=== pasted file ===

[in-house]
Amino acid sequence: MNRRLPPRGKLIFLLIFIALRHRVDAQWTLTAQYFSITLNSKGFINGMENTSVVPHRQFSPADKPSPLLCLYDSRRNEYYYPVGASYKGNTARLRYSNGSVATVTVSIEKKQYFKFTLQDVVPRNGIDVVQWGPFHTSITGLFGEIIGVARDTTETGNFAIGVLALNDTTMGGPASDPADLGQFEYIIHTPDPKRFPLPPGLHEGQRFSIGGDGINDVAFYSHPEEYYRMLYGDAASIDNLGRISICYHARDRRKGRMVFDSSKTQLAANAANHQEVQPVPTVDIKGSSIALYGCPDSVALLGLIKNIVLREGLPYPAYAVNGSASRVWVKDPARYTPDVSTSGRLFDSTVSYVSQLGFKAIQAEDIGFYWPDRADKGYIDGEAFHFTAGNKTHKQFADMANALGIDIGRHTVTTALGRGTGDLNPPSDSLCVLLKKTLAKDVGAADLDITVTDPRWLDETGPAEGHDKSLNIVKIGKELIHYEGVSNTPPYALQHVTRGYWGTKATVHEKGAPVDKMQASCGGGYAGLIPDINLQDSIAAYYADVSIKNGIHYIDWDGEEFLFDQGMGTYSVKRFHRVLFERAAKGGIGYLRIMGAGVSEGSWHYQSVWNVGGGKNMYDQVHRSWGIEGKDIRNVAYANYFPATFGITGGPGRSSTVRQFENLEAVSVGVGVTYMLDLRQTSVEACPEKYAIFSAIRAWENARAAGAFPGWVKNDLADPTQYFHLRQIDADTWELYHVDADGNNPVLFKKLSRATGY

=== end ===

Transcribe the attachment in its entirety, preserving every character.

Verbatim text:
[in-house]
Amino acid sequence: MNRRLPPRGKLIFLLIFIALRHRVDAQWTLTAQYFSITLNSKGFINGMENTSVVPHRQFSPADKPSPLLCLYDSRRNEYYYPVGASYKGNTARLRYSNGSVATVTVSIEKKQYFKFTLQDVVPRNGIDVVQWGPFHTSITGLFGEIIGVARDTTETGNFAIGVLALNDTTMGGPASDPADLGQFEYIIHTPDPKRFPLPPGLHEGQRFSIGGDGINDVAFYSHPEEYYRMLYGDAASIDNLGRISICYHARDRRKGRMVFDSSKTQLAANAANHQEVQPVPTVDIKGSSIALYGCPDSVALLGLIKNIVLREGLPYPAYAVNGSASRVWVKDPARYTPDVSTSGRLFDSTVSYVSQLGFKAIQAEDIGFYWPDRADKGYIDGEAFHFTAGNKTHKQFADMANALGIDIGRHTVTTALGRGTGDLNPPSDSLCVLLKKTLAKDVGAADLDITVTDPRWLDETGPAEGHDKSLNIVKIGKELIHYEGVSNTPPYALQHVTRGYWGTKATVHEKGAPVDKMQASCGGGYAGLIPDINLQDSIAAYYADVSIKNGIHYIDWDGEEFLFDQGMGTYSVKRFHRVLFERAAKGGIGYLRIMGAGVSEGSWHYQSVWNVGGGKNMYDQVHRSWGIEGKDIRNVAYANYFPATFGITGGPGRSSTVRQFENLEAVSVGVGVTYMLDLRQTSVEACPEKYAIFSAIRAWENARAAGAFPGWVKNDLADPTQYFHLRQIDADTWELYHVDADGNNPVLFKKLSRATGY